Japan clears restart at nuclear reactor damaged in 2011 earthquake

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(Reuters) – Japan’s Tohoku Electric Power said on Wednesday it has won initial regulatory approval to restart a reactor at its Onagawa power plant, more than 8 years after it was damaged in the earthquake and tsunami that caused the Fukushima disaster.

Tohoku Electric said in a statement it has received a first green light from Japan’s Nuclear Regulation Authority to restart the No. 2 reactor at Onagawa, subject to a public consultation period.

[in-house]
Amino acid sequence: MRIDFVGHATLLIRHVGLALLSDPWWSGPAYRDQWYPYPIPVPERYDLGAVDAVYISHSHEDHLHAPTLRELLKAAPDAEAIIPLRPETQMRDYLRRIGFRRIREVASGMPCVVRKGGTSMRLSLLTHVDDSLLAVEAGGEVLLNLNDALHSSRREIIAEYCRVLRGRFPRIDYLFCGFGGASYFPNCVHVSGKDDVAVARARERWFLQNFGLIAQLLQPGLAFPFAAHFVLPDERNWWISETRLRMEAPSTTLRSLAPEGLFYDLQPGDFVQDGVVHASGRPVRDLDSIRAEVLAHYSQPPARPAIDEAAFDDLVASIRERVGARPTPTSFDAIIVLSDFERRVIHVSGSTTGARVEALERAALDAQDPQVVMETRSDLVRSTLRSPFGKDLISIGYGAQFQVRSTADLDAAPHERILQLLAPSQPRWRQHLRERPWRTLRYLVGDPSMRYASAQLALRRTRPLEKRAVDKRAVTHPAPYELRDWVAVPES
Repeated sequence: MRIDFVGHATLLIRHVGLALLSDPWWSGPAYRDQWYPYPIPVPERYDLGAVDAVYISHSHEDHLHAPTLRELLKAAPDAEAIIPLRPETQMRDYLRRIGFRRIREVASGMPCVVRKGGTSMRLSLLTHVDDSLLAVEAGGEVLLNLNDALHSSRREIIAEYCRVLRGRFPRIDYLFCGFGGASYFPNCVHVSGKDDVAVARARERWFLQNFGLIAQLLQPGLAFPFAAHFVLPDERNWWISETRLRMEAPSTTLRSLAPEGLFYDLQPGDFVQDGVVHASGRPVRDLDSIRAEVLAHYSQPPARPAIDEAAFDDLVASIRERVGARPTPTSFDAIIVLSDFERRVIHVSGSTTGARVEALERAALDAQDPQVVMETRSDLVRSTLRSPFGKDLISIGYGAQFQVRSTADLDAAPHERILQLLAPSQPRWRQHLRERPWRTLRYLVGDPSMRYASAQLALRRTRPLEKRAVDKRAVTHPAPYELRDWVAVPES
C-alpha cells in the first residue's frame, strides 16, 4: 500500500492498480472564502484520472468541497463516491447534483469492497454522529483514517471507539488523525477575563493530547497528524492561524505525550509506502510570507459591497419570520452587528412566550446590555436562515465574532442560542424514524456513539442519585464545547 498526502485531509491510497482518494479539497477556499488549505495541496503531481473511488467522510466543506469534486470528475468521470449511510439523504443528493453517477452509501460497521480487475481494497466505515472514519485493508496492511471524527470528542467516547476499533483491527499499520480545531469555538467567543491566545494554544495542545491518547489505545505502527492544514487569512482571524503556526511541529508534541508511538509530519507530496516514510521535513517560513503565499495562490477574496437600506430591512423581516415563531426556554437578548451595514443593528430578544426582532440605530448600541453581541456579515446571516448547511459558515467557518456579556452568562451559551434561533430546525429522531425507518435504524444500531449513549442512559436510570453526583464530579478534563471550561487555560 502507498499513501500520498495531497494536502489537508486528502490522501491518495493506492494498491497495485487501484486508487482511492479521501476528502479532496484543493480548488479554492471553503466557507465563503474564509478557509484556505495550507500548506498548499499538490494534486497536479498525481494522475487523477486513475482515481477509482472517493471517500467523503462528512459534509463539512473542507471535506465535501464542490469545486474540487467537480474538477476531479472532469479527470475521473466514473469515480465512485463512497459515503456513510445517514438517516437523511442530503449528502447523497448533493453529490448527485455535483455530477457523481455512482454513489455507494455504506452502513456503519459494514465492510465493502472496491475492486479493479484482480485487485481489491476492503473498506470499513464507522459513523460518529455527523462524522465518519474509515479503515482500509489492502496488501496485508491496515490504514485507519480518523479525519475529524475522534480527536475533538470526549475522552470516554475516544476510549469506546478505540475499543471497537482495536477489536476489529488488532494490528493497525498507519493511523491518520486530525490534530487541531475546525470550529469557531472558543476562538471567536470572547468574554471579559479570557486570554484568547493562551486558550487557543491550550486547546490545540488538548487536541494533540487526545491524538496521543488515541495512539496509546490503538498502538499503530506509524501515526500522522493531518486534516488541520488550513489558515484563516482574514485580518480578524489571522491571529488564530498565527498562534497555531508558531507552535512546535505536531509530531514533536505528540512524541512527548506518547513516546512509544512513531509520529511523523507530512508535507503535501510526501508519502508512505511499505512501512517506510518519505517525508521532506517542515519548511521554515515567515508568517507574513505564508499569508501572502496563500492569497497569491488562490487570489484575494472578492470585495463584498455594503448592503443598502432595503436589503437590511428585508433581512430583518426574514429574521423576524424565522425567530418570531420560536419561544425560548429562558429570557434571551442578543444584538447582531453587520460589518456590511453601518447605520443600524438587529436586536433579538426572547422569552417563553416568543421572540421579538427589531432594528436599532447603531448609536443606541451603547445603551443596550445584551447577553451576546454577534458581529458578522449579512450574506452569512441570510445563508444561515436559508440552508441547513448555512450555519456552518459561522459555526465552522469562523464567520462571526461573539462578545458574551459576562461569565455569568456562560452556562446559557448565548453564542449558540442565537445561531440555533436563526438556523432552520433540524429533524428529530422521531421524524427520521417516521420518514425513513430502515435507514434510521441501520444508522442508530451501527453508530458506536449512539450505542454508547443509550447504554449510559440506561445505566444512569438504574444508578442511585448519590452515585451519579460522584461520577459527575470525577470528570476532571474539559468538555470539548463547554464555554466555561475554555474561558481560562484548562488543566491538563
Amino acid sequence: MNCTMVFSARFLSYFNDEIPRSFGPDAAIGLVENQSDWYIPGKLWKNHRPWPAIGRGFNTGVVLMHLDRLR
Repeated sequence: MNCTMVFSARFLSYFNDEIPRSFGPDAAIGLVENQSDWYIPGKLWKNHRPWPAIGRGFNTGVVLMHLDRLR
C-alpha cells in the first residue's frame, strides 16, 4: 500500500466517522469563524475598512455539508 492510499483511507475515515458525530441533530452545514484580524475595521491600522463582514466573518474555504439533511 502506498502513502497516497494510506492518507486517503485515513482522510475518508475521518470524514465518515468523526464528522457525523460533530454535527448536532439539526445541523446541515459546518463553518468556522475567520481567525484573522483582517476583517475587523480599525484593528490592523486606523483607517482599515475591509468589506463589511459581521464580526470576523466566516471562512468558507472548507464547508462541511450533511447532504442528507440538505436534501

Onagawa was the closest among Japan’s nuclear stations to the epicenter of the magnitude-9 quake in March 2011, which triggered a tsunami that killed nearly 20,000 people, as well as causing the worst atomic disaster since Chernobyl in 1986. 

The station was swamped by the tsunami, but survived with its cooling system intact, saving its reactors from the threat of meltdowns similar to those that occurred at Tokyo Electric Power’s Fukushima Daiichi station to the south.

Further approvals will be required before the restart, along with the consent of local authorities, which is not guaranteed.

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